A vet visit during COVID-19 crisis

Maybe your pet isn’t feeling so well, or is due for a critical vaccination that just can’t wait, what should you do? The good news is that most local governments have declared that veterinarians are essential businesses and many are open.

Before showing at the veterinary clinic…

If you have an appointment already scheduled, or need one, you should call the office first. Discuss your options with the vet staff, like postponing elective procedures or ordering supplies online. Many Animal Hospitals have their own online pharmacies to supply crucial medications, check with your clinic to find out how best to get medicine and supplies while they might not be accepting patients. Additionally, many veterinary procedures require medical supplies that are in high demand right now (like masks, surgical scrubs, gloves, and disinfectants), postponing your vet visit could free up supplies that are desperately needed in hospitals.

Expect some changes at your veterinary clinic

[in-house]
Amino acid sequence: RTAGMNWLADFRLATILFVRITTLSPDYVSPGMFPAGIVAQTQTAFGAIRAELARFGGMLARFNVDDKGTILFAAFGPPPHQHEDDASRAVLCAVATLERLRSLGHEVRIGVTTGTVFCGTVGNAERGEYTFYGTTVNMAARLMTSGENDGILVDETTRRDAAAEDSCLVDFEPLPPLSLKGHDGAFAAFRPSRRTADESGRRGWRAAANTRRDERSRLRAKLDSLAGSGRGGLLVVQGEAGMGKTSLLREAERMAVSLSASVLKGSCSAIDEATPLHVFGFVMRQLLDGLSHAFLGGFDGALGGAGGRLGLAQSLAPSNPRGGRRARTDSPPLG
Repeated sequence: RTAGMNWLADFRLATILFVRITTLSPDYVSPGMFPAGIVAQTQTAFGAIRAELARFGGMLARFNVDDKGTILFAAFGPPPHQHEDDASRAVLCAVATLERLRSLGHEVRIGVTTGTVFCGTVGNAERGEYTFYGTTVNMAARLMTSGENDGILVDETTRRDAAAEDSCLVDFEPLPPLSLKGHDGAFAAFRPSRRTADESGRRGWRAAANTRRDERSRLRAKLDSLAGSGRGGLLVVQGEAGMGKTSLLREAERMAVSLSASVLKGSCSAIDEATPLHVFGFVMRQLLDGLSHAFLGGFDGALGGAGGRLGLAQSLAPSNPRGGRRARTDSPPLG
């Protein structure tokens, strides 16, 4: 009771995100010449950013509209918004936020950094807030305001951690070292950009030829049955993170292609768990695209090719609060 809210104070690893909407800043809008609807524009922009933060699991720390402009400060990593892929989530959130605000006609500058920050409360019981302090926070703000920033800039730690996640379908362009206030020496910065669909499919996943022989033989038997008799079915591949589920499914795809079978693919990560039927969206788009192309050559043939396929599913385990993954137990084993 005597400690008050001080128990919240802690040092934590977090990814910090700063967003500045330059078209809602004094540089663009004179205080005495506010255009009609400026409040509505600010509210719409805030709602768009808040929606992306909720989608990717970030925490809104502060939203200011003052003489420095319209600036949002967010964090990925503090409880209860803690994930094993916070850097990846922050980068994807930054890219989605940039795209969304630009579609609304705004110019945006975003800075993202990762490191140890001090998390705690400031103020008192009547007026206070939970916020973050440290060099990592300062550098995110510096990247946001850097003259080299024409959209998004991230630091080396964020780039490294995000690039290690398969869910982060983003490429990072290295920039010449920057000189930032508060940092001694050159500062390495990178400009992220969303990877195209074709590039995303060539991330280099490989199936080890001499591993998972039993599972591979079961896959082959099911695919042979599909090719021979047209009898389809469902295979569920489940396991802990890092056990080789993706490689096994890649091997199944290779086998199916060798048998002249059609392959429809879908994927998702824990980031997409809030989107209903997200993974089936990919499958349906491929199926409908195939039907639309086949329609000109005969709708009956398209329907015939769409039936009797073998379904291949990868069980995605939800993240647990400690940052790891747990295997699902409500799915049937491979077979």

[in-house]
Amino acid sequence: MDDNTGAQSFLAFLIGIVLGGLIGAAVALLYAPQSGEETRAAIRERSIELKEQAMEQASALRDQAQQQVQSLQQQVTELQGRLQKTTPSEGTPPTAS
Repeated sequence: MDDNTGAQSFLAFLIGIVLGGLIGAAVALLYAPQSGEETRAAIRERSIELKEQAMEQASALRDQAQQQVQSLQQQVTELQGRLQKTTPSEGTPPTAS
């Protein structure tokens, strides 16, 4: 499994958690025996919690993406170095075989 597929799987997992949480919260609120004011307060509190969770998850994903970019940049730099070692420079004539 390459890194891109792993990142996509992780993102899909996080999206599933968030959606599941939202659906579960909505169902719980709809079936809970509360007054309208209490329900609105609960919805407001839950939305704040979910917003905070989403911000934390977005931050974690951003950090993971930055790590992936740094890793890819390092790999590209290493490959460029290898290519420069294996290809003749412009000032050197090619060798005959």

If you and your vet decide that the visit needs to happen expect the visit to go a little differently than some others in the past. In fact, it might not be a visit at all. Various local veterinary organizations encourage telemedicine during social-distancing orders. Telemedicine usually uses video conferencing with a provider in place of an actual office visit. Many veterinarians are enacting telemedicine policies to limit human to human contact, and even some are requiring telemedicine before a pet can come in the office for non-emergency issues.

If telemedicine is not an option, expect new policies and procedures at the animal clinic, these may include a ban from humans coming in. Some offices are telling humans to call when they arrive at the office and having office staff come out and get the pet from the car. This limits the amount of human to human contact and hopefully will limit the spread of COVID-19. Now, more than ever it is important to establish a good working relationship with your pet’s doctor. Clear communication and trust will limit the number of unnecessary procedures, but also keep your pet safe and healthy in this uncertain time.